After nine seasons, The Flash has finally ended its long run. With the series (as well as the Arrowverse) now complete and the highly controversial 2023 film having recently come out, I’ve decided to rank every season of the show.
9. Season 7: Every time I watch a horrible season of the Arrowverse, I naively assume that it can’t get any worse, but then another season comes out and tops it for how unbearable it is. The seventh season of The Flash is the peak of that. This is not just the worst season of the show. It’s not just the worst season of the Arrowverse. It is one of the worst seasons of a tv show that I have ever seen. It is mind boggling to see how so many things went wrong with this season. After the pandemic forced the sixth season to end early, season 7 needed to end that story arc before getting to the main stories of its own season. The show already starts off on a bad note by redeeming the main villain by simply talking to her. One of the most frustrating things about the show in its later years is how Barry and Iris convince the villain to turn over a new leaf by giving a heartfelt speech. This season has the characters do that more than ten times. On top of that, we lost three main cast members this season. Tom Cavanagh, Carlos Valdes and Hartley Sawyer all left the show at the beginning of the season. Hartley Sawyer’s exit was especially noteworthy as the actor was fired for offensive tweets years prior. I find it kind of amusing how a show that is infamous for having the villains redeem themselves ends up firing an actor and doesn’t give them a second chance. Ralph’s exit was also abysmal. Naturally they couldn’t use the actor but in one of the weirdest moments in the entire series, they instead use a body double wearing a daft punk helmet. I wish I was making that up. It genuinely felt like they were making this exit awkward on purpose. With the main storylines this season, Eric Wallace once again split the season into two halves. The first story involves a group of random people getting “force powers” with the new speed force trying to protect the universe by hunting down and killing the people who now have the strength, sage and still force. If that already sounds confusing, it doesn’t get any better as the season does absolutely nothing to make it remotely easy to follow. The dialogue is worse than ever as aside from the cheesy heartfelt speeches, we see a bunch of grown adults refer to Iris and Barry as “mom and dad” and they do it nearly every time they have a line despite the fact that they had fully established lives before this. The effects are also at their most embarrassing during this arc. I fully realized that the show was beyond saving when I saw a poorly rendered hulk lady fight a guy using his mind to create pink tentacles to attack her. After the speed force is defeated by yet another heartfelt speech that convinces her to become an ally, the season just comes to a screeching halt to give us three episodes that are literally just blatant filler with nothing to add to either of the story arcs of this season. The “interludes” are some of the most frustrating episodes within the entire show as every time they happen, it is blatantly apparent that the writers are just padding for time. The second arc of the season brings in Godspeed who is leading an army against a faction of his own clones who look exactly like him. Once again the story arc is a confusing mess and the effects are just as bad. Not only does the cgi look laughable but the fight scenes are honestly pathetic. I wish I was kidding when I say that the final battle has Barry and Thawne team up to fight Godspeed by using lightning bolts as swords. Who thought this was a good idea? Who thought anything from this season could be a good idea? I could go on for hours explaining how terrible this season is but I think I’ve made my point. This season didn’t just make me lose any remaining shred of respect I had for this show. It made me question if it was ever actually good to begin with.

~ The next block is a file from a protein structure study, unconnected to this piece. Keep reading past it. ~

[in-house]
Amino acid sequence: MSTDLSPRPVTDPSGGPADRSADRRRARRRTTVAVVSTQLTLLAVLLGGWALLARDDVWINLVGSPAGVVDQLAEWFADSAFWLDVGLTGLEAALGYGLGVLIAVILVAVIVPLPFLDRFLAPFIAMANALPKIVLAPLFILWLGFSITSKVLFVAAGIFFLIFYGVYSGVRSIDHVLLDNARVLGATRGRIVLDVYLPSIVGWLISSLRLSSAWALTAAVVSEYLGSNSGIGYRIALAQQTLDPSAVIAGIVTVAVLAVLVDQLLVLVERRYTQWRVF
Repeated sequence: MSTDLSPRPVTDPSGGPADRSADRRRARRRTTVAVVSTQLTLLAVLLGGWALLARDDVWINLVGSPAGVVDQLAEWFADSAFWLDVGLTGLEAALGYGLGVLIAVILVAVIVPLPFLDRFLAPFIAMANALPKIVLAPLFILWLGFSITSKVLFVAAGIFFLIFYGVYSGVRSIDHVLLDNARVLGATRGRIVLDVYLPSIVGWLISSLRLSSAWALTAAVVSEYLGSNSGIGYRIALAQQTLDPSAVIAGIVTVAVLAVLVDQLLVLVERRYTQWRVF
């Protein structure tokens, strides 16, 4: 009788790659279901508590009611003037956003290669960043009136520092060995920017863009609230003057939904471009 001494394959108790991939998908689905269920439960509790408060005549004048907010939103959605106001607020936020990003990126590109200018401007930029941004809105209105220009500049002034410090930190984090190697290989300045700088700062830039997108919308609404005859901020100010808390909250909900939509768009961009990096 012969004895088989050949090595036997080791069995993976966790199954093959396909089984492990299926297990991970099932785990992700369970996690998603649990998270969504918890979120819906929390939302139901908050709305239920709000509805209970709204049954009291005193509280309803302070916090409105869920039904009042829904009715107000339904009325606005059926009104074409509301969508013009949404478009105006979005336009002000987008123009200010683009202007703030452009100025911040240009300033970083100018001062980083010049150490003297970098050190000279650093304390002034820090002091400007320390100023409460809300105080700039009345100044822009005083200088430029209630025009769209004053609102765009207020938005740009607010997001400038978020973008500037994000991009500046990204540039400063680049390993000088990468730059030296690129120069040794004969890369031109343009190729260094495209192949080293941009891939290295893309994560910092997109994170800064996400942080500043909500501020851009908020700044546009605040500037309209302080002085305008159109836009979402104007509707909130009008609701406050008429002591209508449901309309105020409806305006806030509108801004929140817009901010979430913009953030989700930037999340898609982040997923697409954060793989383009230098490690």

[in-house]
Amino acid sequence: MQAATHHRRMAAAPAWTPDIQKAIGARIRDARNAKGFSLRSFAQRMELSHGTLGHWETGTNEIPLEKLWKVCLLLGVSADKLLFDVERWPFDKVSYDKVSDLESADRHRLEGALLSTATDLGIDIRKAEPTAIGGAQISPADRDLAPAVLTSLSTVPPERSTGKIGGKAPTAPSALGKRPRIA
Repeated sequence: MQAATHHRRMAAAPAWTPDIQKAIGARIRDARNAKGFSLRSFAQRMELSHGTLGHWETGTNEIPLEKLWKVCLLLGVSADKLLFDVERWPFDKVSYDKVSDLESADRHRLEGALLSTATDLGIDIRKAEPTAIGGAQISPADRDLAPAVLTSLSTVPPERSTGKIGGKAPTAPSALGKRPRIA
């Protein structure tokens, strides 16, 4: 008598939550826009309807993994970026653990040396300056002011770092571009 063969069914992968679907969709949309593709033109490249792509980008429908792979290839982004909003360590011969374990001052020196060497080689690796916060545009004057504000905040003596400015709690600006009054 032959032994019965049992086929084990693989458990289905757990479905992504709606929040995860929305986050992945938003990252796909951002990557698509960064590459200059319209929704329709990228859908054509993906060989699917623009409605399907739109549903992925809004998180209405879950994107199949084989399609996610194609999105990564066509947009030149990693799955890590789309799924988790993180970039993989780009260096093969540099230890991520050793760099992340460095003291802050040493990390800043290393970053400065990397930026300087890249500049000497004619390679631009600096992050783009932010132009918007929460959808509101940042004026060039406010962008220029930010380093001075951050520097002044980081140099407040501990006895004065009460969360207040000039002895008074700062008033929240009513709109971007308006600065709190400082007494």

8. Season 8: A large number of people say that this season is better than season 7 and I agree. However, that is like saying Batman and Robin is a better movie than Superman IV: The Quest for Peace. It’s still awful and the bar is already so low that it’s honestly kind of meaningless. The season opens with a five part crossover titled Armageddon. I use the word crossover very loosely as it is really just Barry teaming up with a hero for each of the 5 episodes. We see a villain named Despero (played by Tony Curran who is criminally wasted here) travel back in time to kill Barry as he believes that the Flash is responsible for a horrible future. We already know that Thawne is responsible but the story treats it like it’s a big surprise that no one could have seen coming. After many obvious reveals and poor fight scenes we see that Thawne has stolen Barry’s life through his scheming. After undoing it by the end of the fourth episode of the event, the next episode has Barry debating on whether or not he should save Thawne from Despero. He predictably decides to save him thanks to a passionate speech from Joe (despite the fact Joe would never have convinced him to do that and only did it because of the forced writing) and is able to defeat Despero while also taking Thawne’s speed. After Armageddon we once again are forced to sit through two filler episodes before getting to our next story in which a fire demon named Deathstorm wants to wipe out all of humanity. He also wants to make Caitlin his bride so he will never be alone (even though killing everyone would literally make him alone). Once again, poor writing and fight scenes ensue before Killer Frost is killed after she sacrifices herself to defeat Deathstorm. Afterwards, we get four more filler episodes before we get to the last arc in which the negative speed force creates negative counterparts of the other forces in order to make Thawne its avatar once again. This final story arc is basically Barry’s final battle with Thawne. It is an underwhelming mess and a horrible conclusion to such a huge story. Barry just defeats him by literally doing nothing and Thawne just dies due to having too much power. As someone who originally loved the Reverse Flash as a villain, I couldn’t even fathom how pathetic this character had become. If this was the conclusion of season 1, I would have absolutely hated it. This season is just a giant bore. While not every episode is a train wreck like the previous season, it’s still awful. Not a single episode was good or even that memorable. It is probably the most forgettable season. I’ll at least give season 7 a little credit. I remembered it for how bad it was. Season 8 was just a season where I felt absolutely nothing.